A bill like this is so easily passed…and next time, it could be targeting you.

You Should Date A Sighted Person, Because…

Anyone with a love life knows full well how much people enjoy meddling in it. Everyone has an opinion about the ideal mate, and by God, they want you to hear about it. These opinions are sometimes sound enough, but they’re still just opinions, and not necessarily reflective of your needs, preferences, and values.

I, like many blind people, have heard all kinds of opinions about how I ought to manage every aspect of my life, down to which mobility aid I should use and how passionately I should desire a cure. When I began dating my previous partner, who happened to be blind, people were quick to loudly and emphatically express the opinion that I should choose a sighted mate, because…

“A sighted person can take better care of you.”

We begin with the pervasive assumption that blind people can’t take care of ourselves. Some simply mean that we struggle more with everyday tasks (which is often true). They point to the driving issue: wouldn’t it be so nice, they suggest, if your partner could drive you everywhere? They could come pick you up when you get lost, or help you shop so you wouldn’t need to bother the customer service people, or find your keys when you drop them, or walk with you so you don’t get hit by cars.
While some of these arguments might have merit, I don’t particularly need taking care of, at least not to the extent to which I’d need a live-in caretaker. Besides this, I don’t think most sighted people would appreciate a mate who selects them in whole or in part because they could act as caregivers. Even if a sighted person got off on that idea, I’m not interested in being someone’s source of validation. No thanks.

“A sighted person makes more money.”

Okay, so there’s no denying that many, many blind people find ourselves chronically unemployed. The job market is more limited and less welcoming. Despite diversity quotas and affirmative action, it’s still difficult for us to land and keep jobs, even when the economy is booming. So, technically, choosing a sighted mate would mean that at least one of us would have an easier time finding gainful employment. But…
Blind people can still work. We still establish and maintain high-paying, fulfilling careers. We attain the same level of education as sighted counterparts, and are still more than capable of making a living independently.
We’re supposedly past the stage where we believe women ought to have a man so they can be supported financially, so my argument is that, if I can live independently as a single, educated woman, than I can live with a blind guy, whether he is or is not rolling in it. Again, who would want a disabled mate who chose them because of their employment prospects? Seems a little shallow, no?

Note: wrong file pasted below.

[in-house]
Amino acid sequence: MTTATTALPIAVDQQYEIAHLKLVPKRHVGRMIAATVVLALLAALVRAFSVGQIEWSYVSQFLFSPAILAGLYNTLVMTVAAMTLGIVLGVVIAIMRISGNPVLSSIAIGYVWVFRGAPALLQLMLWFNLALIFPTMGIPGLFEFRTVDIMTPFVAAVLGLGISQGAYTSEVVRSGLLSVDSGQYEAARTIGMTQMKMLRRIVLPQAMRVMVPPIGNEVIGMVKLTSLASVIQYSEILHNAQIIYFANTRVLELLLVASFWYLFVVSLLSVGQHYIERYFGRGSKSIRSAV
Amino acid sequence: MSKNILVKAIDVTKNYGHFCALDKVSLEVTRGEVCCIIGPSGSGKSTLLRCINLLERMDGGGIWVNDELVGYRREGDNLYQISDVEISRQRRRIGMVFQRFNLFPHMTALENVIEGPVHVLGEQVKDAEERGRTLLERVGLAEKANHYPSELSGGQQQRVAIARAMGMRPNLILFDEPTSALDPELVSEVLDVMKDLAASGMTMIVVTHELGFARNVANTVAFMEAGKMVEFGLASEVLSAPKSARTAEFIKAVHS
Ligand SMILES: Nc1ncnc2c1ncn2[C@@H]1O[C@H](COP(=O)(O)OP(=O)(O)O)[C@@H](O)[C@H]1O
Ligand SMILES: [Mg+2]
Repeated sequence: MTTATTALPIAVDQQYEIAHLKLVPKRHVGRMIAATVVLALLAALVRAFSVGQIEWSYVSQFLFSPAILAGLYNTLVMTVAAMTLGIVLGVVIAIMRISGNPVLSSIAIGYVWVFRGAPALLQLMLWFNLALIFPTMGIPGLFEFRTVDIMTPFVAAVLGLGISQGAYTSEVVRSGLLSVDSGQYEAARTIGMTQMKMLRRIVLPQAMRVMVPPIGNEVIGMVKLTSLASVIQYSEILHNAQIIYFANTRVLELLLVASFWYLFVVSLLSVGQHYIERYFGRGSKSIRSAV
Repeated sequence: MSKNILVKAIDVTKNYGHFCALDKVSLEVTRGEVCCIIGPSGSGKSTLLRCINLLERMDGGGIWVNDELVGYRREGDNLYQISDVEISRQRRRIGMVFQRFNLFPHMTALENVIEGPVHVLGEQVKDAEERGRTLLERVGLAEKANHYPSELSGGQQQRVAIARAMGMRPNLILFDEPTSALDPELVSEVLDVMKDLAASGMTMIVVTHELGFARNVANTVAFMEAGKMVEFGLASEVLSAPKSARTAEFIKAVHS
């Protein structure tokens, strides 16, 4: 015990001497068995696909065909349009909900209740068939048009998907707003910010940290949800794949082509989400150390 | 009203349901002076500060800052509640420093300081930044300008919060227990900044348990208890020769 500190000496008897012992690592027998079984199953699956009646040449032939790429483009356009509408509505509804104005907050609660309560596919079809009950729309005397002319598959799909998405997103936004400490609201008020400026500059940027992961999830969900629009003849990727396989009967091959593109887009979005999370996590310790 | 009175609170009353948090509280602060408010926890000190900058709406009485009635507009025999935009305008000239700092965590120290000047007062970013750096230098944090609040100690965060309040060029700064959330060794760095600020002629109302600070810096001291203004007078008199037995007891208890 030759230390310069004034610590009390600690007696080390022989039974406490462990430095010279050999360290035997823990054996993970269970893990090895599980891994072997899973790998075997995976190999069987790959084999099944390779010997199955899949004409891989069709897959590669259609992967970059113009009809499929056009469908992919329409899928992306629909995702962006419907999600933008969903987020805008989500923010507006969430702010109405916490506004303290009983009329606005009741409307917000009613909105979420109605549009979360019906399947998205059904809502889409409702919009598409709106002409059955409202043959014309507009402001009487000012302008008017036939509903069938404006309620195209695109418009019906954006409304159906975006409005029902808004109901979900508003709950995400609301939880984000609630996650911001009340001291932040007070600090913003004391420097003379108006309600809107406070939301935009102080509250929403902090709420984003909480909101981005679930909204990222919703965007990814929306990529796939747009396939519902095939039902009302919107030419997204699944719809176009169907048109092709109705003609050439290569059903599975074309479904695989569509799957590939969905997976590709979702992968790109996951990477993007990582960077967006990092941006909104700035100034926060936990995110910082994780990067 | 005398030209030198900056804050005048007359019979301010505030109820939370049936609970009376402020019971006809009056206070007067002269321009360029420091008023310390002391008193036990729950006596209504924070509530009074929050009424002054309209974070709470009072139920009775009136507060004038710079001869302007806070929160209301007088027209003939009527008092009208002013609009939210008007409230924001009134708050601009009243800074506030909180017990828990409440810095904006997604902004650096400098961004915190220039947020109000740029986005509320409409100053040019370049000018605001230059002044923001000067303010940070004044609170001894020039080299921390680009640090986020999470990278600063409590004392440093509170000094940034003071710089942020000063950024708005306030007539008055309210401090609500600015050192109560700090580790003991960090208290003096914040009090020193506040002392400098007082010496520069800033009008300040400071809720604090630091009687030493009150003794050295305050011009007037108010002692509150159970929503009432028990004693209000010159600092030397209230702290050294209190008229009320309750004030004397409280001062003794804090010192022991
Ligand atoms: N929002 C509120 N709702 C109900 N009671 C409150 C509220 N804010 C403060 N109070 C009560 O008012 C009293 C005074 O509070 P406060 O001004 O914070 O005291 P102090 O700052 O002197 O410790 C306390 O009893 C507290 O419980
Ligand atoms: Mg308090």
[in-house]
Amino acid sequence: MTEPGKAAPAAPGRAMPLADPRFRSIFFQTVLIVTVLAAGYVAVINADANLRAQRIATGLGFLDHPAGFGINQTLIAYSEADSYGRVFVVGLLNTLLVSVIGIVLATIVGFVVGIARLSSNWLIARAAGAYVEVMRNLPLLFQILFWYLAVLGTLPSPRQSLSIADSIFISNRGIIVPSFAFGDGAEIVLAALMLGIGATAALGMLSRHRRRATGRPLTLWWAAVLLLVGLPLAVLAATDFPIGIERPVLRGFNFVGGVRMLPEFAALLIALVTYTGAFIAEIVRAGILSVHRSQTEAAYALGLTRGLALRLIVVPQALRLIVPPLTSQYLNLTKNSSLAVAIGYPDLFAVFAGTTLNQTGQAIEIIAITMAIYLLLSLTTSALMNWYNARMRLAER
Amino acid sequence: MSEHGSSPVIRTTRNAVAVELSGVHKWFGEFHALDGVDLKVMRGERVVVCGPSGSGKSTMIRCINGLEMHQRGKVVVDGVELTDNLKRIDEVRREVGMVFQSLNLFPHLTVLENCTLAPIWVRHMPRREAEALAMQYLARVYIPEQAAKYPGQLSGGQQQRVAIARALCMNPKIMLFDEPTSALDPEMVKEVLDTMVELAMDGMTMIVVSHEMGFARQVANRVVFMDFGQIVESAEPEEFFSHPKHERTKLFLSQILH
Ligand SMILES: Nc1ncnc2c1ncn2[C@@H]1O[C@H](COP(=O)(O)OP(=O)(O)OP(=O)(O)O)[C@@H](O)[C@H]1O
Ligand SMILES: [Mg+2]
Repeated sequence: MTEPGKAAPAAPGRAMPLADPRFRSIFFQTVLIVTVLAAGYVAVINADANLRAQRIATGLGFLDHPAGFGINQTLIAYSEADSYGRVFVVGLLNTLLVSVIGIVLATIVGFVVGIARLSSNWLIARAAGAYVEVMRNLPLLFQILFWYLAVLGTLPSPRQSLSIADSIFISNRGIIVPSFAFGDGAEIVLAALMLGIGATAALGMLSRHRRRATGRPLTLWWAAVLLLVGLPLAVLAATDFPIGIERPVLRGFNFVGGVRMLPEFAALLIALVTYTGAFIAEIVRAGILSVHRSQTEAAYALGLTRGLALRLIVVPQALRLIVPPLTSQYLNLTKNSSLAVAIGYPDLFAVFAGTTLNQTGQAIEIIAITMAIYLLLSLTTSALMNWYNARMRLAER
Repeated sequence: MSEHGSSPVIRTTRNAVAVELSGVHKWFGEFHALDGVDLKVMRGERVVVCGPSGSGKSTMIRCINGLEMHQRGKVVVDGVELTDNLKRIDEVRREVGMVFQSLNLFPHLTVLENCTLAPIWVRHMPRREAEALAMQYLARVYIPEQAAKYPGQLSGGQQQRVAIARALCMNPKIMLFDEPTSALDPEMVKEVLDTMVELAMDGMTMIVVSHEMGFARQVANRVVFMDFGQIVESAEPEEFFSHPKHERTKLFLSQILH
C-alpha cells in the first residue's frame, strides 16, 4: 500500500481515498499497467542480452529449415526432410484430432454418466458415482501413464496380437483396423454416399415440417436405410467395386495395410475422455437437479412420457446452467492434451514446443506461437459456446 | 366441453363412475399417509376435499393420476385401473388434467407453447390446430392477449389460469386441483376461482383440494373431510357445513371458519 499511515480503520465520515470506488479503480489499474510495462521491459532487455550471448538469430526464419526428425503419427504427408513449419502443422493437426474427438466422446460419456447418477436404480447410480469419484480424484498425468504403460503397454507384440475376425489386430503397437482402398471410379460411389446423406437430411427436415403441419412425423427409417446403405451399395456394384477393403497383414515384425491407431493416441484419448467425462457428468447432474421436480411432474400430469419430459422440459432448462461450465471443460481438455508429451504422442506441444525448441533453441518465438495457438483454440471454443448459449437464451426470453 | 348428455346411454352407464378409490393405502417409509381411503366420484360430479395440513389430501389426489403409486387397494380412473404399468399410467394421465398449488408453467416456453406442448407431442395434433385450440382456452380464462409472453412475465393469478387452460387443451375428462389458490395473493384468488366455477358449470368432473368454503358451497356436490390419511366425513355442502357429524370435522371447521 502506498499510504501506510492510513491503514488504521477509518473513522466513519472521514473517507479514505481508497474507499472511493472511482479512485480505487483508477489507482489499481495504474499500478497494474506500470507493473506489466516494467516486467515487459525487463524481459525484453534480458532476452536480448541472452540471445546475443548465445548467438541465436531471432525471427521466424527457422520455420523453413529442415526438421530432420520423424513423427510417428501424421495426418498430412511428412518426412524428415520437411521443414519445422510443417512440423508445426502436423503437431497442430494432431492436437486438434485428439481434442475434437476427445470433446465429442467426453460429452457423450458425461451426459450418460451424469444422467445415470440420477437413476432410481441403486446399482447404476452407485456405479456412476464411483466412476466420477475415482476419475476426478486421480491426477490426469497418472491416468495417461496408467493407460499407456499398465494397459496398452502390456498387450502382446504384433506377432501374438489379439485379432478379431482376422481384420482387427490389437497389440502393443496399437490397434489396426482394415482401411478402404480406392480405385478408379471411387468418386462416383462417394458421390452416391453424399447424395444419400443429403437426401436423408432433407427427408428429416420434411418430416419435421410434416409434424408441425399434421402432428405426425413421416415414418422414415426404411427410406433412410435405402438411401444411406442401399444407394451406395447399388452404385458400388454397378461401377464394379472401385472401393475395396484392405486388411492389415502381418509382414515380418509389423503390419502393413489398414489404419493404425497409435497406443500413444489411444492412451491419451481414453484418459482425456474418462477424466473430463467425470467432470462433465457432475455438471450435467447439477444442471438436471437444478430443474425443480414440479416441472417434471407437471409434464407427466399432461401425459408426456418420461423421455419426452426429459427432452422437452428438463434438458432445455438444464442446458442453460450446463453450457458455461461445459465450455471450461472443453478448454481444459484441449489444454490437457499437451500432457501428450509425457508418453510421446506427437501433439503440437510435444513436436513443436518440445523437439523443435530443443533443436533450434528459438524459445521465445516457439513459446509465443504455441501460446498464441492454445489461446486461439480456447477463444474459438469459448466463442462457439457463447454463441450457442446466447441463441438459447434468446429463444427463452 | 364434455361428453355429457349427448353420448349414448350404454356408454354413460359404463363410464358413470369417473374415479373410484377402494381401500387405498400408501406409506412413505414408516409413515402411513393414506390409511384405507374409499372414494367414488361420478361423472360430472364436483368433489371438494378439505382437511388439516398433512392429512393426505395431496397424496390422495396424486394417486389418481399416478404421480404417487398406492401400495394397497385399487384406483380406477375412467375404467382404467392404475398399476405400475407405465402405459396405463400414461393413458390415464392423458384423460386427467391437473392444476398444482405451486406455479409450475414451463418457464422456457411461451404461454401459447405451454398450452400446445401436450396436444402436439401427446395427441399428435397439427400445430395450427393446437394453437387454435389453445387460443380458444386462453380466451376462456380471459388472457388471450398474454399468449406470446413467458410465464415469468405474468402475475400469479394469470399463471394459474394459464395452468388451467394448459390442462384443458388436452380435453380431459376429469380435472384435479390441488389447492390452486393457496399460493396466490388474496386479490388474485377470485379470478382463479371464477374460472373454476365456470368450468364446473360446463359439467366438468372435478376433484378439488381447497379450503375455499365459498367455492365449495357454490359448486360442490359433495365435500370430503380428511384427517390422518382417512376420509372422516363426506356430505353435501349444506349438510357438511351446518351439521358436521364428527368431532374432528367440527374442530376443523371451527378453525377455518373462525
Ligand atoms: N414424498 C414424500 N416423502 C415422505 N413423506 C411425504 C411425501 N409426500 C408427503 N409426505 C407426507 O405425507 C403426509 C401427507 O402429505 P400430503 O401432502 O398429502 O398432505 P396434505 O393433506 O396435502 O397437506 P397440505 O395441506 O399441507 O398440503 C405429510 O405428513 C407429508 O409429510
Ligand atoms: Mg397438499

“A sighted person will keep you normal.”

Blind people, like many other disabled populations, are usually perceived to be alien. Sometimes, we are socially awkward, hesitant, and even a little sheltered. Some of us never outgrow common blindisms, like rocking, eye-pressing, or hand-waving. These are techniques we use to self-stimulate as children, and while some of us left these things far behind as we entered the adult world, others have more difficulty eliminating these habits. Beyond these very specific issues though, blind people are about as normal as any others, but sighted people don’t always believe this. They think of us as having our own little tribe, and encourage us to mix with sighted people to dilute the blindy weirdness as much as possible.
So, the logic follows that, if we date sighted people, we’ll be forced to stay as normal as possible to retain our attractiveness. There will be no room for letting things slide, or sinking to a lower standard of behaviour. Blind people, after all, encourage each other to act strangely, and don’t value normal human interaction, right?
All I’ll say to this is, there are a hell of a lot of strange sighted people in this world, and most of my blind friends are as normal as can be. Besides, I’m capable of befriending someone without adopting their exact lifestyle and mannerisms. So, even if I dated the wackiest blind guy alive, I’d probably be the same, normal-ish Meagan. (Hey, why are you laughing? Stop that. I can be normal! Seriously!)

“A sighted person is more of a catch.”

So, so many people are under the impression that I was settling by choosing a blind mate. I chose him because he was attractive and compatible with me; I did not settle for less by dating him. Sighted people are not better mates by default, even if they do have an easier time getting a job and are able to drive me to an unfamiliar place. My current partner, who is closer to being fully sighted than he isn’t, is also attractive and compatible with me. I selected him for the same reasons as my blind ex, and benefit far more from his sweet disposition and kind personality than from the various perks his vision can offer me. My relationship with a blind mate failed for reasons independent of disability, and my current relationship thrives for reasons unrelated to my mate’s sight.


If you liked this post, drop by next week for its companion piece, in which I discuss the reasons we should only date fellow blind people (and why they’re totally ridiculous).